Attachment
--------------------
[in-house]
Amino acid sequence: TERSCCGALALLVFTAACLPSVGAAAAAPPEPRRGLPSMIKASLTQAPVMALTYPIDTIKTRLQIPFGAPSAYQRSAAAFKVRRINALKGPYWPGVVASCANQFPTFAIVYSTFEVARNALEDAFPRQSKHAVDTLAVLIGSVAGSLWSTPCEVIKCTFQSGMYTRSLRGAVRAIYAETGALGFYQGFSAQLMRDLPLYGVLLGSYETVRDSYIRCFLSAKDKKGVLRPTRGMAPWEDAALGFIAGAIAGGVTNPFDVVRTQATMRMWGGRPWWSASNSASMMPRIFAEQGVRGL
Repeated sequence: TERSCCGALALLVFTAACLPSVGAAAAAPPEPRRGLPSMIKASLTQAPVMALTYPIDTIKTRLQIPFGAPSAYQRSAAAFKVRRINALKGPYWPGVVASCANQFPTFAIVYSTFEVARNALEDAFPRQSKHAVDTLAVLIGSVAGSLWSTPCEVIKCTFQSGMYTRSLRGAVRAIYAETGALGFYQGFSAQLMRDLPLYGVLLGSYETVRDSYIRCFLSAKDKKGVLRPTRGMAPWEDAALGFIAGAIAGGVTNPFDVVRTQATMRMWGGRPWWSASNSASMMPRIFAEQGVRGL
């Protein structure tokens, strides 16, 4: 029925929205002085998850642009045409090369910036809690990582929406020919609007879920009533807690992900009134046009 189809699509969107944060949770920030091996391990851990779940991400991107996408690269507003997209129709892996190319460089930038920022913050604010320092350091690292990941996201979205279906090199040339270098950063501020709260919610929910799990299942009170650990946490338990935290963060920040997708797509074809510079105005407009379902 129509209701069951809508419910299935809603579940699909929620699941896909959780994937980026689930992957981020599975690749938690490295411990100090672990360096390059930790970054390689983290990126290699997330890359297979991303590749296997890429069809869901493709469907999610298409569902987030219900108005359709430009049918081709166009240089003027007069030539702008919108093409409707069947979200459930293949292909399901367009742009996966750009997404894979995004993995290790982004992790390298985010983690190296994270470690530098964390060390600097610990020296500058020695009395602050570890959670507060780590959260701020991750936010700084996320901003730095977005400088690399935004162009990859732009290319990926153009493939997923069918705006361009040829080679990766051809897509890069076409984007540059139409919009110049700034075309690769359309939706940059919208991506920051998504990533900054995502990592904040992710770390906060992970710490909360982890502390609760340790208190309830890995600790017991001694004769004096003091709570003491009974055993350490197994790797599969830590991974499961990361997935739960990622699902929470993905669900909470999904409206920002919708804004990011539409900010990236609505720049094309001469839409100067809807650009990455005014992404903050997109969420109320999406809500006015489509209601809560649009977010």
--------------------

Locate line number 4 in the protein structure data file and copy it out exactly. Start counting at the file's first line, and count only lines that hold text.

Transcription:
């Protein structure tokens, strides 16, 4: 029925929205002085998850642009045409090369910036809690990582929406020919609007879920009533807690992900009134046009 189809699509969107944060949770920030091996391990851990779940991400991107996408690269507003997209129709892996190319460089930038920022913050604010320092350091690292990941996201979205279906090199040339270098950063501020709260919610929910799990299942009170650990946490338990935290963060920040997708797509074809510079105005407009379902 129509209701069951809508419910299935809603579940699909929620699941896909959780994937980026689930992957981020599975690749938690490295411990100090672990360096390059930790970054390689983290990126290699997330890359297979991303590749296997890429069809869901493709469907999610298409569902987030219900108005359709430009049918081709166009240089003027007069030539702008919108093409409707069947979200459930293949292909399901367009742009996966750009997404894979995004993995290790982004992790390298985010983690190296994270470690530098964390060390600097610990020296500058020695009395602050570890959670507060780590959260701020991750936010700084996320901003730095977005400088690399935004162009990859732009290319990926153009493939997923069918705006361009040829080679990766051809897509890069076409984007540059139409919009110049700034075309690769359309939706940059919208991506920051998504990533900054995502990592904040992710770390906060992970710490909360982890502390609760340790208190309830890995600790017991001694004769004096003091709570003491009974055993350490197994790797599969830590991974499961990361997935739960990622699902929470993905669900909470999904409206920002919708804004990011539409900010990236609505720049094309001469839409100067809807650009990455005014992404903050997109969420109320999406809500006015489509209601809560649009977010």